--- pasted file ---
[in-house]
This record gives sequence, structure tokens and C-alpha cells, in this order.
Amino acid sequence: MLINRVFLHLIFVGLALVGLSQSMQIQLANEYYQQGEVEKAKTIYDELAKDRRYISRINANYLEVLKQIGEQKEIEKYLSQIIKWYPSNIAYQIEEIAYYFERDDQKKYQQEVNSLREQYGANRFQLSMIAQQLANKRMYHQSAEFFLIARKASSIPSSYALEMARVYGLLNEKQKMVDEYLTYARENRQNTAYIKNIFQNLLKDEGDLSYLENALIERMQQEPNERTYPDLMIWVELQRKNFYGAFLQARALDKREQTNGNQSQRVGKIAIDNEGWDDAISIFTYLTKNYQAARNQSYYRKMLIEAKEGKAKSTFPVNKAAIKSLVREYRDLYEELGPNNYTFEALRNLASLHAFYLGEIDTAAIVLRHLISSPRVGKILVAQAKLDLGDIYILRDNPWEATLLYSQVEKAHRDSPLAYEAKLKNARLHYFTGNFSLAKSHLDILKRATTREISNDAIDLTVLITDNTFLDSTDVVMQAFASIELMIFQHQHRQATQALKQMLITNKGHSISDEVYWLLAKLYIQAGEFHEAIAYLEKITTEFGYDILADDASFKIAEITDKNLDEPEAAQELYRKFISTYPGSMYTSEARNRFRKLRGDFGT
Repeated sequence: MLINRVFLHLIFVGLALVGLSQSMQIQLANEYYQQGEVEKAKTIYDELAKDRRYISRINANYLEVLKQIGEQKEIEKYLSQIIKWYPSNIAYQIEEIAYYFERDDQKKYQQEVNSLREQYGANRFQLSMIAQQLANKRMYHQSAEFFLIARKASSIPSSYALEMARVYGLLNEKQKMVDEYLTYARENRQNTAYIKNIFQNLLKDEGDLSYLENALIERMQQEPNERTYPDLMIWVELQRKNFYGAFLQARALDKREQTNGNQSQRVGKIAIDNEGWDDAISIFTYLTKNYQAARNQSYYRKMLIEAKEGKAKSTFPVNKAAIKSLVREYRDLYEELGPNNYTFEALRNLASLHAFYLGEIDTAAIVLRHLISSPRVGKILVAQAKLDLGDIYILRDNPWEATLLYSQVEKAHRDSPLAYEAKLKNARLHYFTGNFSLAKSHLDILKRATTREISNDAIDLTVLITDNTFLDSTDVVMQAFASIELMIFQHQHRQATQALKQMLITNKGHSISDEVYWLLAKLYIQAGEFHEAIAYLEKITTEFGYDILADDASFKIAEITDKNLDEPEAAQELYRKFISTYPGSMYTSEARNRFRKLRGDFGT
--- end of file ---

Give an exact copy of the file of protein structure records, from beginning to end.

[in-house]
This record gives sequence, structure tokens and C-alpha cells, in this order.
Amino acid sequence: MLINRVFLHLIFVGLALVGLSQSMQIQLANEYYQQGEVEKAKTIYDELAKDRRYISRINANYLEVLKQIGEQKEIEKYLSQIIKWYPSNIAYQIEEIAYYFERDDQKKYQQEVNSLREQYGANRFQLSMIAQQLANKRMYHQSAEFFLIARKASSIPSSYALEMARVYGLLNEKQKMVDEYLTYARENRQNTAYIKNIFQNLLKDEGDLSYLENALIERMQQEPNERTYPDLMIWVELQRKNFYGAFLQARALDKREQTNGNQSQRVGKIAIDNEGWDDAISIFTYLTKNYQAARNQSYYRKMLIEAKEGKAKSTFPVNKAAIKSLVREYRDLYEELGPNNYTFEALRNLASLHAFYLGEIDTAAIVLRHLISSPRVGKILVAQAKLDLGDIYILRDNPWEATLLYSQVEKAHRDSPLAYEAKLKNARLHYFTGNFSLAKSHLDILKRATTREISNDAIDLTVLITDNTFLDSTDVVMQAFASIELMIFQHQHRQATQALKQMLITNKGHSISDEVYWLLAKLYIQAGEFHEAIAYLEKITTEFGYDILADDASFKIAEITDKNLDEPEAAQELYRKFISTYPGSMYTSEARNRFRKLRGDFGT
Repeated sequence: MLINRVFLHLIFVGLALVGLSQSMQIQLANEYYQQGEVEKAKTIYDELAKDRRYISRINANYLEVLKQIGEQKEIEKYLSQIIKWYPSNIAYQIEEIAYYFERDDQKKYQQEVNSLREQYGANRFQLSMIAQQLANKRMYHQSAEFFLIARKASSIPSSYALEMARVYGLLNEKQKMVDEYLTYARENRQNTAYIKNIFQNLLKDEGDLSYLENALIERMQQEPNERTYPDLMIWVELQRKNFYGAFLQARALDKREQTNGNQSQRVGKIAIDNEGWDDAISIFTYLTKNYQAARNQSYYRKMLIEAKEGKAKSTFPVNKAAIKSLVREYRDLYEELGPNNYTFEALRNLASLHAFYLGEIDTAAIVLRHLISSPRVGKILVAQAKLDLGDIYILRDNPWEATLLYSQVEKAHRDSPLAYEAKLKNARLHYFTGNFSLAKSHLDILKRATTREISNDAIDLTVLITDNTFLDSTDVVMQAFASIELMIFQHQHRQATQALKQMLITNKGHSISDEVYWLLAKLYIQAGEFHEAIAYLEKITTEFGYDILADDASFKIAEITDKNLDEPEAAQELYRKFISTYPGSMYTSEARNRFRKLRGDFGT